Pilots from all over the United States are donating their time, airplanes and resources to help victims of Hurricane Katrina.
Shortly after the magnitude of the disaster became known, aviation organizations were deluged with requests from pilots who wanted to know how they could help. Most were told to contribute money to the Red Cross as many of the airports in the area were badly damaged— if not underwater — and there was no fuel, not to mention the numerous temporary flight restrictions in place over the regions.
One of the first groups to respond with pilots was Angel Flight America, which also operates the Homeland Security Emergency Air Transportation System (HSEATS), which uses GA aircraft to help in times of national crisis.
Immediately after the hurricane, Kenneth Rusnak, executive director and CEO of Angel Flight America, expressed frustration that the organization’s volunteer pilots were not being utilized because the program was so new no one in the federal government knew they were there.
There were some problems, he noted, in working with relief groups on site because the Memos of Understanding, where agencies agree to work with each other in times of crisis, had not filtered down to the people in the field.
“Our pilots would offer to fly people out of the area or to ferry supplies or people in and we were told no because of insurance reasons,” he said. “So we sat on our hands until that got sorted out.”
As this issue was going to press, Rusnak estimated the group had 400 pilots volunteering their time in the area. The relief effort was operating out of Addison Airport (ADS) near Dallas.
“It’s been busy. We had to add eight telephone lines,” he noted. “We’ve had a lot of pilots wanting to volunteer. They are paying for their own fuel and you know how much that is these days. We are working with the Red Cross and the Salvation Army and the shelters to do the relocation and medical evacuation flights. We have flown over 1,500 missions to date, including over 3,000 people on medical rescues out of the area.”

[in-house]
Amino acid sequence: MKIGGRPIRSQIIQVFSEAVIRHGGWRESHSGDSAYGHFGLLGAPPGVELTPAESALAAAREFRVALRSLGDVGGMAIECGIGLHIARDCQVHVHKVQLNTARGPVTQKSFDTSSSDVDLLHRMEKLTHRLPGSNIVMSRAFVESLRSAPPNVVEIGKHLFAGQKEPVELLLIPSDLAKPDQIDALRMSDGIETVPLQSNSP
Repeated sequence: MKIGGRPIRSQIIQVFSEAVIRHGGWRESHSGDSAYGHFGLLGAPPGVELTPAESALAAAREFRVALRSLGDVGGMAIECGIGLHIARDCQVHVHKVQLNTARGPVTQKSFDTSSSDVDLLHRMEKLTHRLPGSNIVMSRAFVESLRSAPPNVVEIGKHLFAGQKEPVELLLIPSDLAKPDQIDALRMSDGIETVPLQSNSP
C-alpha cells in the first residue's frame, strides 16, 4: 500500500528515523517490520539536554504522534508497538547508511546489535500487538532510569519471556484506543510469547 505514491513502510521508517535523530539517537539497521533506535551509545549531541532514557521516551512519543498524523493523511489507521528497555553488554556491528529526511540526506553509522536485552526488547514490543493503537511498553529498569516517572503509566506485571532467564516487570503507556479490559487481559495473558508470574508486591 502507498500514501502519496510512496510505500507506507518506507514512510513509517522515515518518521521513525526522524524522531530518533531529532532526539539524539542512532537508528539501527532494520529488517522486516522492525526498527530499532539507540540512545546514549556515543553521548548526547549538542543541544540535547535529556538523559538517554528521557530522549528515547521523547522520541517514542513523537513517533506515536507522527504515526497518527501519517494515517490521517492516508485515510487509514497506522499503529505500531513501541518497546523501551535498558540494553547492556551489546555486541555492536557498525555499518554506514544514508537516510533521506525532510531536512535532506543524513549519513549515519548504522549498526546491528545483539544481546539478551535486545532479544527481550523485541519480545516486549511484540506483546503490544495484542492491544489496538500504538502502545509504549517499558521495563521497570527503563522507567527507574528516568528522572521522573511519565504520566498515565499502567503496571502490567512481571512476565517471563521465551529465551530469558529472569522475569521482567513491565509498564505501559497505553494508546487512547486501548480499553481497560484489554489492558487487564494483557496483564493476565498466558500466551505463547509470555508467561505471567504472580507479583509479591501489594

Some of the flights are similar to relay races, says Rusnak. “In some cases we have a pilot flying someone 300 miles, then another pilot picks them up and continues on,” he explained. “In that respect we have pilots from all over the country helping us.”
One of the most active volunteer organizations in the hurricane zone is the Civil Air Patrol. As soon as the storm had passed hundreds of CAP members, many from the storm-battered areas and whose homes had been damaged or lost, assisted in relief operations by carrying out air and ground search and rescue missions, flying transport flights for city, state and federal emergency management officials, and shooting aerial damage-assessment photos using CAP’s satellite-transmitted digital imaging technology.
One of the challenges facing pilots flying in and out of the area is determining the condition of an airport or if it has fuel.
The Aircraft Owners and Pilots Association has created a link on its website to keep pilots updated on the situation. Go to AOPA.org and click on the WhatsNew link.
WANT TO HELP
Angel Flight America:
800-446-1231 or AngelFlight.org.
The Air Care Alliance:
888-260-9707 or AirCareAll.org